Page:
The graphic above is based on Stacker’s article, States With the Worst Droughts, that ranks states by average percentage of land in drought from 2000 to March 2021. Listing the states in order, I grouped them in 10s with darkest Orange indicating the top ten drought states and darkest Green for the 10 wettest. (White = the middle 10)
The top state for drought is Arizona. No surprise; it’s a desert.
The state with the least drought is Ohio!
Georgia and South Carolina stand alone with a lot more drought than their neighbors. Their drought ranking is like Kansas.
Hawaii (dark orange) and Alaska (dark green) are at opposite extremes.
As climate change continues to unfold human populations will migrate from less habitable to more habitable locations. In the U.S. we can expect people to move west to northeast in the coming century — from more drought to less.
On Tuesday morning, 15 November, I found beautiful fruits on my walk in the neighborhood: Red berries on invasive burning bush (Euonymus alatus), purple berries on native American Beautyberry (Callicarpa americana), and dusty blue fruit on invasive English ivy (Hedera helix).
It began to snow so I hurried home and was glad I was indoors when it came down fast. It looks peaceful in slow motion at the end of this video.
The snow stuck to the grass, parked cars, and the Pitt peregrine nest …
… then melted overnight as the temperature rose and low clouds moved in.
By Friday most leaves were gone and the only green shrubs in Schenley Park were invasive plants: Bush honeysuckle in this view …
… and bamboo near the railroad tracks.
Tonight the temperature will drop to 19 degrees for a very cold start to the new week. Brrrrr!
Last weekend Chris Randall @ultrapeakschris tweeted a video of a shadowy figure walking in step with him in the fog. At first he thought it was another person. Instead it was a Brocken specter with a faint rainbow halo called a glory.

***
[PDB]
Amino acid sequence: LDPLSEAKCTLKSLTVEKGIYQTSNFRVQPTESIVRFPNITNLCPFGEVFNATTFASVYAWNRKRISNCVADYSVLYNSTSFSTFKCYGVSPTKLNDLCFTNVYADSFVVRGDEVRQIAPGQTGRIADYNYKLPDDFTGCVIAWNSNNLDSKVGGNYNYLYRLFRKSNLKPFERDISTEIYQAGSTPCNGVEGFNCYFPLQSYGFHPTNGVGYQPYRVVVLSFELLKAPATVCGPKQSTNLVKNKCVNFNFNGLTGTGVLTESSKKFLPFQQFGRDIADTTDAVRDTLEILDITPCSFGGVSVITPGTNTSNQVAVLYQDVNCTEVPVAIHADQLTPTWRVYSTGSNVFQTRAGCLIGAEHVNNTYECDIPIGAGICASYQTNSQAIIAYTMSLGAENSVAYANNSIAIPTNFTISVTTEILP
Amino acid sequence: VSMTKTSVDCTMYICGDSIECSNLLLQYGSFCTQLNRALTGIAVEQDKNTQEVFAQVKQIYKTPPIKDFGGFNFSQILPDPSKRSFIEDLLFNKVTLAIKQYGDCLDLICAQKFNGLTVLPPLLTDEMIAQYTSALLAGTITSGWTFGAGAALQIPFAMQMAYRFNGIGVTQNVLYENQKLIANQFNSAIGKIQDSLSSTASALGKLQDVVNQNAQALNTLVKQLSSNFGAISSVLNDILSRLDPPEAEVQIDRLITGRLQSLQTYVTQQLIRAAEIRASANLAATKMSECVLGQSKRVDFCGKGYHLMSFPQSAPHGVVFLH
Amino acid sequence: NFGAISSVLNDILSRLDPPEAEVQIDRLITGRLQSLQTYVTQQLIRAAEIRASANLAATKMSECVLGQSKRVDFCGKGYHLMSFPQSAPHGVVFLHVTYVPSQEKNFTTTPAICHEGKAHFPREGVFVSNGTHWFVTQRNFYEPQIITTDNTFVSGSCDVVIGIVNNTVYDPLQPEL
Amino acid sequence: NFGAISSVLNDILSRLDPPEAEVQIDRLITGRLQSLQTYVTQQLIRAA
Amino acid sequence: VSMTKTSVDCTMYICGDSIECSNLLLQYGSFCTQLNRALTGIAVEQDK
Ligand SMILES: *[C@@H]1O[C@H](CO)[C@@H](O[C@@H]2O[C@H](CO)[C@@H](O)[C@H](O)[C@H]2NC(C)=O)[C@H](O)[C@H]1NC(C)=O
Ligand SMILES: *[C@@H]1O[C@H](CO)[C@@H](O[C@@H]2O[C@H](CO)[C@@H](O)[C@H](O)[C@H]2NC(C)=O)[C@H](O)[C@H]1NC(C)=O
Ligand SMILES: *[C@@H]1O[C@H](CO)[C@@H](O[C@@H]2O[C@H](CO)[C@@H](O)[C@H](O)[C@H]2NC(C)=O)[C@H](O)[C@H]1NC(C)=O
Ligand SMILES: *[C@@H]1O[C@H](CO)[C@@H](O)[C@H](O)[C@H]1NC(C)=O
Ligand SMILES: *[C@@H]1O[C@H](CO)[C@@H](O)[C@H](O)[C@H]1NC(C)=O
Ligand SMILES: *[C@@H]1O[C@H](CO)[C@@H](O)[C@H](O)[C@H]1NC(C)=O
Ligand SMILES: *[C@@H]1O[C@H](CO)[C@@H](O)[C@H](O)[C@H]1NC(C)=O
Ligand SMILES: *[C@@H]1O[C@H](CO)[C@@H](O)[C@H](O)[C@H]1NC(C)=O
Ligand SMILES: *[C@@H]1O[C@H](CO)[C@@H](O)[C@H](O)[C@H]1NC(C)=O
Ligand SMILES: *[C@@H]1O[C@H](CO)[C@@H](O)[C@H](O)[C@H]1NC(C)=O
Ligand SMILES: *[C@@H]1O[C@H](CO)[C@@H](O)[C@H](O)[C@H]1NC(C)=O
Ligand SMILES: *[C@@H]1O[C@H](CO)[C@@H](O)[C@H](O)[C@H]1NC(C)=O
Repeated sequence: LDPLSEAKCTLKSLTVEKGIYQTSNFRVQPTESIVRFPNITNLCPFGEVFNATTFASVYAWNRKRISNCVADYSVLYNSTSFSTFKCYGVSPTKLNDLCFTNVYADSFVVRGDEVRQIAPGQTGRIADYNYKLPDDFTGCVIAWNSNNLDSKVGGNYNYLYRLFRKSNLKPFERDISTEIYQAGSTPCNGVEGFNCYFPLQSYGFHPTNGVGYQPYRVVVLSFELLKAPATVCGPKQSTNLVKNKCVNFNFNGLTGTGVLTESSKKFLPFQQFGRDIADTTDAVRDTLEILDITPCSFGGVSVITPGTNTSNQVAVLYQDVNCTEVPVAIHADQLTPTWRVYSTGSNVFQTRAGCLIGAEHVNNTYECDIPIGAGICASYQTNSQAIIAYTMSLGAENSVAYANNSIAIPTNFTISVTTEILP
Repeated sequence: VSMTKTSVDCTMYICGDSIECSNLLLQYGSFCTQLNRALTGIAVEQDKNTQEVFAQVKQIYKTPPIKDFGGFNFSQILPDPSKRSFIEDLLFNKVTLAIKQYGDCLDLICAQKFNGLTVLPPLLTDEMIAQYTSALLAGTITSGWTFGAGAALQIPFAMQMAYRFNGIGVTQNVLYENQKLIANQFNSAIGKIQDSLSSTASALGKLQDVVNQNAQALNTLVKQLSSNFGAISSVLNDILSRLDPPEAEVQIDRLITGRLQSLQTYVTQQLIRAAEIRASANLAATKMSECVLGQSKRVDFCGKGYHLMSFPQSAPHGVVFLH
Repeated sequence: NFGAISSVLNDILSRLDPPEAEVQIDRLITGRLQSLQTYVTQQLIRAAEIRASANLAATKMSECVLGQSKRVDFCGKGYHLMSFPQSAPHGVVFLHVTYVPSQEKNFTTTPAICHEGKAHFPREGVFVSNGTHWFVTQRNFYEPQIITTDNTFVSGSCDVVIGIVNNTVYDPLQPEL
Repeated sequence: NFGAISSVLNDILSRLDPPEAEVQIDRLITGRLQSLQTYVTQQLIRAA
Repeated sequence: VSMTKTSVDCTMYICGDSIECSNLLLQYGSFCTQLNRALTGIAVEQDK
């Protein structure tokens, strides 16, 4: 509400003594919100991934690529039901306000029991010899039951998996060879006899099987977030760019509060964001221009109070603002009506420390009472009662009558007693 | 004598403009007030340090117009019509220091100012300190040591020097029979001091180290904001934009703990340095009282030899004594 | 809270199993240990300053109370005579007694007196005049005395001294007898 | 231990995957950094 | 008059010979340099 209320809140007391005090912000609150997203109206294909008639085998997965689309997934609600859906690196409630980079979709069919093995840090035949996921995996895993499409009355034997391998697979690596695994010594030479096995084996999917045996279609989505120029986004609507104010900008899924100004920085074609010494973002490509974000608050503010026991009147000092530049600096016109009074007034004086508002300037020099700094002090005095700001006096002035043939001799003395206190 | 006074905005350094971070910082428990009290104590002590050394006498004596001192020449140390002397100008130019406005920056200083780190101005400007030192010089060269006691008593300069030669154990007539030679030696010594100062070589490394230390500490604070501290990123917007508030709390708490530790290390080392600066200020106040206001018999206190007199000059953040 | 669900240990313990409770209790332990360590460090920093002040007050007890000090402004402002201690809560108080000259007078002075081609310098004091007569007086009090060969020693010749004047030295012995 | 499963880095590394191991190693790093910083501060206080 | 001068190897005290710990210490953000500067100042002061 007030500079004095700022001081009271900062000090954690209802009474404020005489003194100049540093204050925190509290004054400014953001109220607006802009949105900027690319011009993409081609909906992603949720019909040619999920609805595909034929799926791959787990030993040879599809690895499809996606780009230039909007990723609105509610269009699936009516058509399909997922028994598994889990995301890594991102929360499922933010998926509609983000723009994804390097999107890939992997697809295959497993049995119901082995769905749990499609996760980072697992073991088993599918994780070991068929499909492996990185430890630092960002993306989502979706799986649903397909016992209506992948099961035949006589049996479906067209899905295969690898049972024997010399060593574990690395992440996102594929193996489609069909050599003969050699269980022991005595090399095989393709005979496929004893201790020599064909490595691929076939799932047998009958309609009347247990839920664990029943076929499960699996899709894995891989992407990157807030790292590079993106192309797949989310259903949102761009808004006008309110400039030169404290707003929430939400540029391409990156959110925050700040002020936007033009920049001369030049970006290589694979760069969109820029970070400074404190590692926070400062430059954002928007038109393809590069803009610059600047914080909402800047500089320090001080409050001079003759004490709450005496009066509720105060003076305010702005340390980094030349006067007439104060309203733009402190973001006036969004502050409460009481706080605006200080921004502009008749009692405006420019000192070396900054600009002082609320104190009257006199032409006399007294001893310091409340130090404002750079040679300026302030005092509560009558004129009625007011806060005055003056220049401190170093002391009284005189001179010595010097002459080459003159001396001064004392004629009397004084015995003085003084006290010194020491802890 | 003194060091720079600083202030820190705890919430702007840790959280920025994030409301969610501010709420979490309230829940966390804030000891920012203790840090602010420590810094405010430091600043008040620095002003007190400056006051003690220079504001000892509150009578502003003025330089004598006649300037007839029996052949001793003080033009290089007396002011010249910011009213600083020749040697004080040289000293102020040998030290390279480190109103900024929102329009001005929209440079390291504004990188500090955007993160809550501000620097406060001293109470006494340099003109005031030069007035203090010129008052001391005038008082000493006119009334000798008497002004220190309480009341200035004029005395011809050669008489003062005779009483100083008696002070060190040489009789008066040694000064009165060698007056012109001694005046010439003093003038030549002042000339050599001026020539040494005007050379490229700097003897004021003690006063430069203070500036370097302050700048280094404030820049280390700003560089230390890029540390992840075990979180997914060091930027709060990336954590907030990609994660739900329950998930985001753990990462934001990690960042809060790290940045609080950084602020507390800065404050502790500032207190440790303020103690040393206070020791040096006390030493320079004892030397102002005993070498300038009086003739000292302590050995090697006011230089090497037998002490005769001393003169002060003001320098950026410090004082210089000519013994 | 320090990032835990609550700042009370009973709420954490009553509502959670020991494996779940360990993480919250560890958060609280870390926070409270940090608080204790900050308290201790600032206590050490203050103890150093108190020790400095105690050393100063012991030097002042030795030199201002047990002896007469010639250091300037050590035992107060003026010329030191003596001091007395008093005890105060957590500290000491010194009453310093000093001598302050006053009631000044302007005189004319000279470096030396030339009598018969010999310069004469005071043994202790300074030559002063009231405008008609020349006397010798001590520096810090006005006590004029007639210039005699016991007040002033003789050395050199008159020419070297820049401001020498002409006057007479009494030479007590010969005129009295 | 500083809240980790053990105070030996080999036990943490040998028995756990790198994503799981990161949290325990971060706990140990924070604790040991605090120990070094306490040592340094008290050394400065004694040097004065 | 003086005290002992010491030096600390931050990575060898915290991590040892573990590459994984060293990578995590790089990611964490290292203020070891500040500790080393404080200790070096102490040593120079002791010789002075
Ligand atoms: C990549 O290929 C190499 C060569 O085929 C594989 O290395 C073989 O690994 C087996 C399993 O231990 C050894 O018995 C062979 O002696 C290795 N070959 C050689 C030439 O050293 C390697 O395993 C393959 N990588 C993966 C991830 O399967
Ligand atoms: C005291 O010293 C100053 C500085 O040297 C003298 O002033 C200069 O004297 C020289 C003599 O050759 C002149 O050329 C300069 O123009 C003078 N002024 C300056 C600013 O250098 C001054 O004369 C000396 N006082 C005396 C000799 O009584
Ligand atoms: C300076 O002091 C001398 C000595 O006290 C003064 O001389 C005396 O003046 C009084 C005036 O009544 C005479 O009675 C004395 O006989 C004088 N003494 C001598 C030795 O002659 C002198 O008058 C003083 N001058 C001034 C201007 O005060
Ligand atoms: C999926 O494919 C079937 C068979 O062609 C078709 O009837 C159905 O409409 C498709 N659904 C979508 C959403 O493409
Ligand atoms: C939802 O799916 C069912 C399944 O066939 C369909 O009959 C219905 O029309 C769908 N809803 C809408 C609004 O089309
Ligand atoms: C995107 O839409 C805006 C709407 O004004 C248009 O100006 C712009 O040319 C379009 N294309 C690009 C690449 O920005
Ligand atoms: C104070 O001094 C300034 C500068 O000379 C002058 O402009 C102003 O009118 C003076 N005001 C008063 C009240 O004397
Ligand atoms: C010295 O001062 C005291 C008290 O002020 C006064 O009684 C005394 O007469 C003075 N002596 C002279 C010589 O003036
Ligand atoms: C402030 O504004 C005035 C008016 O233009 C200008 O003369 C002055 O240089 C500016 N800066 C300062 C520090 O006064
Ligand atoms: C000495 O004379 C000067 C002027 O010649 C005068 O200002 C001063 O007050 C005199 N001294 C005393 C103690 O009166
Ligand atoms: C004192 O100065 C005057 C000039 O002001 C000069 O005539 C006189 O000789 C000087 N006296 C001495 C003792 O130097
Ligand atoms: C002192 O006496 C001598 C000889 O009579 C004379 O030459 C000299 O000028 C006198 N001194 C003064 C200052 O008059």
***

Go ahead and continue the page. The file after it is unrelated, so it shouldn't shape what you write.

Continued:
My first Brocken Spectre. Creepy to see it out the corner of my eye and think it was someone else moving pic.twitter.com/j38PhwGZqE
Wikipedia describes: A Brocken spectre is the magnified shadow of an observer cast in mid air upon any type of cloud opposite a strong light source (such as the sun). If the cloud consists of backscattered water droplets, a bright area and halo-like rainbow rings called a glory can be seen around the head or apperature silhouette. The phenomenon was named for Brocken Peak in Germany where it frequently occurs.
Sometimes the specter appears to hover in the sky like an angel as did this one with a triple glory that appeared to a mountain climbing team in Tajikistan.
Perhaps you’ve seen a Brocken specter from an airplane. I have, but I didn’t know what it was called.
And finally, you can create a Brocken specter in nighttime fog if you work at it. The caption on this photo says: “On an exceptionally foggy night, I parked my car at one end of the parking lot, facing into the lot, and covered one headlight with a floor mat. Standing before the uncovered light, I photographed the shadow that I was thus casting into the fog : a Brocken spectre.”
Who’s there in the fog? It’s you!
(photos from Wikimedia Commons; click on the captions to see the originals)
Far, far away at the edge of our solar system there’s a spherical cloud of icy objects with an inner cloud like a bicycle spoke reaching toward the Sun. No one’s ever seen it. It’s the home of comets.
The Oort cloud is the theoretical concept of a cloud of predominantly icy planetesimals proposed to surround the Sun at distances ranging from 2,000 to 200,000 AU (0.03 to 3.2 light-years). It is divided into two regions: a disc-shaped inner Oort cloud (or Hills cloud) and a spherical outer Oort cloud.
This week southwestern Pennsylvania witnessed many atmospheric effects from clear skies to troubled clouds, rainbows and a total lunar eclipse. Here are the stories behind six pictures.
Total lunar eclipse, 8 Nov 2022, 5:29am, photo through my birding scope. The sky was hazy and I am terrible at digi-scoping so by the time I got a decent shot of the moon it was leaving my view. But you get the idea.